March 11, 2016
Prespawn crappie are tough to figure out. Some days they’re deep; some days they’re shallow. One day they prefer minnows; the next they prefer jigs. Sometimes you can’t buy a nibble; sometimes you catch ‘em one after another after another for minutes on end.
Despite its complications, early-season crappie fishing is a great way to enjoy the outdoors. In February and March, fewer fishermen are on the water, and you’re rarely bothered by skiers and personal watercraft. It’s like a banquet laid out just for you. Fresh air, bluebird skies and if you’re lucky, a few crappie to bend your pole.
Following are eight tips to help you enjoy success during your late-winter forays. Study them, employ them and enjoy the prespawn bounty.
Watch the Weather
Good prespawn fishing often occurs toward the end of warm spells, before an approaching cold front hits. During this time, male crappie start fanning out nests in the shallows. Females also move shallow, looking for food. Therefore, focus fishing efforts on shallow waters where spawning will occur.
When the cold front arrives, crappie return to deeper waters, holding near distinct bottom structure where cover is abundant. If conditions are sunny and windy, wave action cuts light penetration, and crappie remain near mid-depth structures. A few days after the front passes, the wind usually calms, allowing greater light penetration and driving crappie to deeper structure and cover.
If weather remains sunny and begins warming before the passage of another cold front, crappie gradually begin migrating back to shallow waters. Rainy weather, especially a warm rain, sends them scurrying to shallow reaches.
Remember these things when seeking prespawn crappie.
Trolling with several poles lets you “sweep” an area at several depths to find often-scattered prespawn crappie. Put each pole in a rod holder. Use minnows and/or jigs in a variety of colors and styles. Two baits might be set 10 feet deep, two at 15 and two at 20. This permits you to test different baits and depths.
The dropper rig is popular for prespawn trolling. Attach a 1- to 3-ounce sinker to the end of your line. Above this are one to four 12-inch dropper lines a foot apart. Each dropper connects to the main line via a loop knot or swivel. A different type or color of bait is tied to each dropper, and the rig is pulled while trolling.
Small spoons—1/6- to 1/4-ounce—are very productive for catching suspended prespawn crappie. Using sonar, the fisherman looks for the arched signature of crappie suspended above humps, points and breaklines, then a jigging spoon is free-spooled to the fish. The lure is jigged by raising the rod tip with an upward pull then quickly lowering the rod so the spoon falls on slack line. Crappie usually strike as the lure drops.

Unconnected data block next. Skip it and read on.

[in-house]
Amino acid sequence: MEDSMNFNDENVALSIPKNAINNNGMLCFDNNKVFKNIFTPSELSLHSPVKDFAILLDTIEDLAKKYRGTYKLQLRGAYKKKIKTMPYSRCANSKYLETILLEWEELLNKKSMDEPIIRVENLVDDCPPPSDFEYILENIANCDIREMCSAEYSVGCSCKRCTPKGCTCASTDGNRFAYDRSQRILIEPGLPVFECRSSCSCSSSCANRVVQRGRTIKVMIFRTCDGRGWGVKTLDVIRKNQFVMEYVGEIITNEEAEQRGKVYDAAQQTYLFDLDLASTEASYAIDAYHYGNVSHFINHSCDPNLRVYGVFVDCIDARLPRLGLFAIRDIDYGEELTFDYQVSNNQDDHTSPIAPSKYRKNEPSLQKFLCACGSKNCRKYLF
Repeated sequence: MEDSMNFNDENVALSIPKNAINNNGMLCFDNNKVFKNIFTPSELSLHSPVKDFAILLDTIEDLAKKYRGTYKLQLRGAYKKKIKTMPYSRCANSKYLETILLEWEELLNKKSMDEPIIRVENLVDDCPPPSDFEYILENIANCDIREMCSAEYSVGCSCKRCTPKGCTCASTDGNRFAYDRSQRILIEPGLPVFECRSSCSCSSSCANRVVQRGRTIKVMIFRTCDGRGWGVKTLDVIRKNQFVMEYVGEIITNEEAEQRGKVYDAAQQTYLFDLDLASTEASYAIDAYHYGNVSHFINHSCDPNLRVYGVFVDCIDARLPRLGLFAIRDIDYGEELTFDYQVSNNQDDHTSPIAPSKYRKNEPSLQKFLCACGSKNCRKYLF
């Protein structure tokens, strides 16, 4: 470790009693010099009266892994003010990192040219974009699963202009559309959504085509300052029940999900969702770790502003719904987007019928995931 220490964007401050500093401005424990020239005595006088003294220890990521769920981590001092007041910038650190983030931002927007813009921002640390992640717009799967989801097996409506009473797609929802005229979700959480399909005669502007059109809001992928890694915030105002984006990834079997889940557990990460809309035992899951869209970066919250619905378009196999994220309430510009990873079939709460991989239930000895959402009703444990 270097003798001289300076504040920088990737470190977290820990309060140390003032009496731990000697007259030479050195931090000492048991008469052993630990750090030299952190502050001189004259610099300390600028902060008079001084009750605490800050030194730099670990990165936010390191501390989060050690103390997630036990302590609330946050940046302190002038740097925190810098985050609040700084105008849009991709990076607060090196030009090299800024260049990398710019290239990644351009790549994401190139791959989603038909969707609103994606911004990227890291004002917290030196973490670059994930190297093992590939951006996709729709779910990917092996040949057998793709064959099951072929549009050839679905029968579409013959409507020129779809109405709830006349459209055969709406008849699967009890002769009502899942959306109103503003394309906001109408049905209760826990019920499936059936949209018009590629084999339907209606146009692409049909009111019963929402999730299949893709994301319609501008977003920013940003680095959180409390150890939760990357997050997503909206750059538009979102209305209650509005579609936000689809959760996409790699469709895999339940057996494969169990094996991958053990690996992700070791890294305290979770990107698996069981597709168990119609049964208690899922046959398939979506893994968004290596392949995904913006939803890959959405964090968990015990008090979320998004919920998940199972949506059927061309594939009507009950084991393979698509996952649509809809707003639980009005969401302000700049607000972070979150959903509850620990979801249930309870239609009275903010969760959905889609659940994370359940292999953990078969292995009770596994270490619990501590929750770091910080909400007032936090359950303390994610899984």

Safety-pin spinners such as Johnson’s Beetle-Spin are a boon when searching for scattered prespawn crappie. Fan cast in a big circle. As you retrieve, work the lure slowly over, through and beside woody cover. When fishing shallow brush, blowdowns and other visible cover, cast beyond the cover and bring the lure through it or alongside it. Bump the cover with the lure; this seems to excite crappie into biting.
Look for Ledges
Scan your sonar for shallow underwater ledges. These aren’t deep drop-offs falling 10 feet or more, but rather shallow ditches, cuts and gullies near bankside bluffs or coves. Ledges are especially productive when found near weedbeds, timber stands or other crappie cover.
Medium-sized (1/16- to 1/8-ounce) jigs are ideal lures for fishing ledges. Work a lure down the drop-off, hopping it stair-step fashion.
Super-structure is a smaller, specific component of much larger structure where crappie are likely to gather. Let’s use creek channels to illustrate the principle. Primary creek channels are among the best structures to fish during prespawn, but crappie won’t be found along each channel’s entire length. Instead, they gather in small schools in spots where the channel exhibits a change of some sort. This may be where a secondary channel intersects the main channel, or around a tree standing on a sharp bend—anything different from the norm. Finding such super-structure can mean the difference between catching lots of crappie or none at all.
Points and Crankbaits
Prespawn crappie often hold on points sloping toward bottom channels. Among the best lures for fishing these areas are small, deep-diving, baitfish-imitating crankbaits.
It’s difficult to keep crankbaits at favored depths and still move them slow enough to entice lethargic crappie. Using a neutral buoyancy or sinking crankbait eliminates these problems. Use light line — 4- to 6-pound-test — crank the lure down to the proper depth and then slowly crawl it across the bottom.
Fish crankbaits around cover on each point, retrieving the lure from shallow water to deep, or working across the point toward the deepest side. Crappie move up and down points as weather and water conditions change and may be difficult to pinpoint. But when the first fish is found, you might take several on consecutive casts.
When a prespawn crappie strikes, don’t expect a bone-jarring smash; it rarely happens this time of year. Instead, strikes usually are “soft”; they feel like the bait has picked up a leaf or little stick.
Be prepared to set the hook the instant your line goes slack or your bait doesn’t feel right. Don’t wait for anything else. Set the hook and make a mental note of the depth at which the fish struck. There may be a dozen more crappie still down there.